The ideas of the preceding section are simple and intuitive, but are not how we should be attempting to formulate the problem. Given the relatively formal approach to defining optimization objectives in order to find the optimal discriminant, similarly here we should be formulating an objective, and not guessing at an algorithm.
Standard K-means (left) characterizes each cluster based on a prototype only, and so has no data-driven notion of class size. Generalizing the clustering problem to include a dependence on class statistics via a Mahalanobis distance seems like an excellent idea (middle), because it can accommodate nonspherical class shapes. However, such additional flexibility can easily lead to poor convergence (right), since the absence of class labels means that the K-Means iteration lacks certain restraints. Here, for example, the right panel shows Mahalanobis K-means to have learned one large cluster to capture nearly all of the data points, and a second very small cluster (small arrow) of essentially zero size.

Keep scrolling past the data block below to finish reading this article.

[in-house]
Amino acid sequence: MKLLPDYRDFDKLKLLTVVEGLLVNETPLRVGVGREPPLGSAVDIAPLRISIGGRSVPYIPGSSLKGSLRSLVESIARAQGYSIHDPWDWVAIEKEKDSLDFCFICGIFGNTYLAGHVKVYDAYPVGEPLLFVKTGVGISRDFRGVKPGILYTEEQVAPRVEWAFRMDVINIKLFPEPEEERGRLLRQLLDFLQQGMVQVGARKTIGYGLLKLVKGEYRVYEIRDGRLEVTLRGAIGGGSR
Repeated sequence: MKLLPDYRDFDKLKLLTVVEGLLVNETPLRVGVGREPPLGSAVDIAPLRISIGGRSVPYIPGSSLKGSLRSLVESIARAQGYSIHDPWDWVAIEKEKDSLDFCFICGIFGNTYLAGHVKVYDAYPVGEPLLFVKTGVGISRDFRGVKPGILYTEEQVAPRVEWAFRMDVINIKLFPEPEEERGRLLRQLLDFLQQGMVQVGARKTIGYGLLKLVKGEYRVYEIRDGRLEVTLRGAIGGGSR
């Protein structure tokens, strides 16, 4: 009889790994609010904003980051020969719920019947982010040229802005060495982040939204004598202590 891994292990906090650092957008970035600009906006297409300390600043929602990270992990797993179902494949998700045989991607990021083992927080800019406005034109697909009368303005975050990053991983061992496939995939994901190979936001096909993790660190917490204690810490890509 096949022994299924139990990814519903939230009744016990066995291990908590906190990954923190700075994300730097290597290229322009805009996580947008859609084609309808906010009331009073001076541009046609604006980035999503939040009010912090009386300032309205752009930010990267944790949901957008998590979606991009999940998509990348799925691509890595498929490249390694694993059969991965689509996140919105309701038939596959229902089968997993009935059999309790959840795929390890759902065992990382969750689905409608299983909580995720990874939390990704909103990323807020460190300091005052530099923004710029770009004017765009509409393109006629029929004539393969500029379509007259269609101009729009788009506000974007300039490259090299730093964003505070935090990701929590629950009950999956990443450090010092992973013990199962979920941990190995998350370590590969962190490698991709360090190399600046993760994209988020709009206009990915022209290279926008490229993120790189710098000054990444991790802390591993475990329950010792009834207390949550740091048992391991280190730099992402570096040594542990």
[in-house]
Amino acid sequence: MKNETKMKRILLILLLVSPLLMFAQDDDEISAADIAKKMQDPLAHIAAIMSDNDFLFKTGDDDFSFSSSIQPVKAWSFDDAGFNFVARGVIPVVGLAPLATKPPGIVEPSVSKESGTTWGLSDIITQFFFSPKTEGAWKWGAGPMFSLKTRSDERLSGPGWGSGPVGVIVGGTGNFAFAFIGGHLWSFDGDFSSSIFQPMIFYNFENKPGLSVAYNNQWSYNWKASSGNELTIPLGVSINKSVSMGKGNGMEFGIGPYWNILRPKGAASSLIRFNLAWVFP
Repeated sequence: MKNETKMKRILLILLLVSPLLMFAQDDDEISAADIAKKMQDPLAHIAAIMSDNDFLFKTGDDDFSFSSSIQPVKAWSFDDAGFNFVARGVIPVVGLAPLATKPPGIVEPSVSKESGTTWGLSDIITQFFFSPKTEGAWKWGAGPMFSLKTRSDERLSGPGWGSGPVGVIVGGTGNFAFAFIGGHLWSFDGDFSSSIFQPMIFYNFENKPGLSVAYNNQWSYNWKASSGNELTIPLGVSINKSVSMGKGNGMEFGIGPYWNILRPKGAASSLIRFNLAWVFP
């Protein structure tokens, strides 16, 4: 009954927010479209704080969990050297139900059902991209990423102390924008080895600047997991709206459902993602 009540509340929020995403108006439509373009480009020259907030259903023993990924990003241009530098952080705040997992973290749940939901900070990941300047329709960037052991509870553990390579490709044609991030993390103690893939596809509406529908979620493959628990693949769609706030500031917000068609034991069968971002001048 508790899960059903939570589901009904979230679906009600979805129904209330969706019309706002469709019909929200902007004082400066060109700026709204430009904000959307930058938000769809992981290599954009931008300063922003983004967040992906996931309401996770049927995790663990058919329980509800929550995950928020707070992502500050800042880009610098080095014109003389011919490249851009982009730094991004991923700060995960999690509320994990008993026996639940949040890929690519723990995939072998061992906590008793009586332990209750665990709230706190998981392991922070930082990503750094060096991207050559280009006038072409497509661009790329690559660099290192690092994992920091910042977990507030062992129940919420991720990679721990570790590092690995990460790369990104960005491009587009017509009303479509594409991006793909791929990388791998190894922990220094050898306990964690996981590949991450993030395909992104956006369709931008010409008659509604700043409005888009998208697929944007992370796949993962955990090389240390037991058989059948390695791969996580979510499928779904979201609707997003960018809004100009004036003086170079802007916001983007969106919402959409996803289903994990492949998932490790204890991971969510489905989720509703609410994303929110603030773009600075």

Given an initial set of prototypes (left), the basic idea behind K-Means is to iteratively classify all of the given data points and then to update the prototypes, as described in Algorithm above. There can be a variety of stopping criteria, however typically the prototypes stop changing in relatively few iterations. The method illustrated here is based on a Euclidean distance.
K-Means is essentially an iterative distance-based classifier. Given a set of class prototypes and a distance function, each data point can be classified as the closest prototype. Then, given the classified data points, we can take their sample mean to update the class prototypes, as illustrated above. The algorithm as written here is based on a Euclidean distance, but is easily generalized to include sample covariance calculation to allow for non-Euclidean distances.